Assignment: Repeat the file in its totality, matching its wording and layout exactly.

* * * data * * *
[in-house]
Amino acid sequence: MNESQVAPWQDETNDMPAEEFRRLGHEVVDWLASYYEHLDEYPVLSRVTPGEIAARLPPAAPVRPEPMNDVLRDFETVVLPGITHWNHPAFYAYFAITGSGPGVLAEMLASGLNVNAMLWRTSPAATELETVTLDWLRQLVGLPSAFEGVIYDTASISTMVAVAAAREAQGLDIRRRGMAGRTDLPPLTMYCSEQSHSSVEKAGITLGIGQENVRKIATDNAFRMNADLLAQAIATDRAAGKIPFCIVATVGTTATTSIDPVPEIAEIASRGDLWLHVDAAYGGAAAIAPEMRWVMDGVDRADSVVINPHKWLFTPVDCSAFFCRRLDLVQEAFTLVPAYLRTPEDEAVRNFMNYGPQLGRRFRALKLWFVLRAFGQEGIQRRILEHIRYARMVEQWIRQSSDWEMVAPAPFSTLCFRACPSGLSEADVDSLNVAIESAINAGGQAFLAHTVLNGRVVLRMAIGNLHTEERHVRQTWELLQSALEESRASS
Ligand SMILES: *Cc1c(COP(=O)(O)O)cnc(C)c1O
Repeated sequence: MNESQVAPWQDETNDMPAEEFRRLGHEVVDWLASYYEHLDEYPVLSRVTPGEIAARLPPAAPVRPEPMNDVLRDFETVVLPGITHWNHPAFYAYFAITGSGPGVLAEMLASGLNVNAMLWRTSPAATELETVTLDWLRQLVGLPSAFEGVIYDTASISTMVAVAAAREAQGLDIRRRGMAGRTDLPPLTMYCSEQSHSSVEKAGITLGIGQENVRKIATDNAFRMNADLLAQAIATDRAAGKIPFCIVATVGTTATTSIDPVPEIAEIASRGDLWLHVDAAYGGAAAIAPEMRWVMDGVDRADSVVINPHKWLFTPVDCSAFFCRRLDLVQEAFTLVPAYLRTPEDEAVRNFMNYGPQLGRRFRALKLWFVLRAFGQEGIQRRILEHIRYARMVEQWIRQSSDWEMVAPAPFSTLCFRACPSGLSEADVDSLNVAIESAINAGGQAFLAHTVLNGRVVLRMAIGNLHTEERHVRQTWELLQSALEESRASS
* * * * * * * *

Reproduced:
[in-house]
Amino acid sequence: MNESQVAPWQDETNDMPAEEFRRLGHEVVDWLASYYEHLDEYPVLSRVTPGEIAARLPPAAPVRPEPMNDVLRDFETVVLPGITHWNHPAFYAYFAITGSGPGVLAEMLASGLNVNAMLWRTSPAATELETVTLDWLRQLVGLPSAFEGVIYDTASISTMVAVAAAREAQGLDIRRRGMAGRTDLPPLTMYCSEQSHSSVEKAGITLGIGQENVRKIATDNAFRMNADLLAQAIATDRAAGKIPFCIVATVGTTATTSIDPVPEIAEIASRGDLWLHVDAAYGGAAAIAPEMRWVMDGVDRADSVVINPHKWLFTPVDCSAFFCRRLDLVQEAFTLVPAYLRTPEDEAVRNFMNYGPQLGRRFRALKLWFVLRAFGQEGIQRRILEHIRYARMVEQWIRQSSDWEMVAPAPFSTLCFRACPSGLSEADVDSLNVAIESAINAGGQAFLAHTVLNGRVVLRMAIGNLHTEERHVRQTWELLQSALEESRASS
Ligand SMILES: *Cc1c(COP(=O)(O)O)cnc(C)c1O
Repeated sequence: MNESQVAPWQDETNDMPAEEFRRLGHEVVDWLASYYEHLDEYPVLSRVTPGEIAARLPPAAPVRPEPMNDVLRDFETVVLPGITHWNHPAFYAYFAITGSGPGVLAEMLASGLNVNAMLWRTSPAATELETVTLDWLRQLVGLPSAFEGVIYDTASISTMVAVAAAREAQGLDIRRRGMAGRTDLPPLTMYCSEQSHSSVEKAGITLGIGQENVRKIATDNAFRMNADLLAQAIATDRAAGKIPFCIVATVGTTATTSIDPVPEIAEIASRGDLWLHVDAAYGGAAAIAPEMRWVMDGVDRADSVVINPHKWLFTPVDCSAFFCRRLDLVQEAFTLVPAYLRTPEDEAVRNFMNYGPQLGRRFRALKLWFVLRAFGQEGIQRRILEHIRYARMVEQWIRQSSDWEMVAPAPFSTLCFRACPSGLSEADVDSLNVAIESAINAGGQAFLAHTVLNGRVVLRMAIGNLHTEERHVRQTWELLQSALEESRASS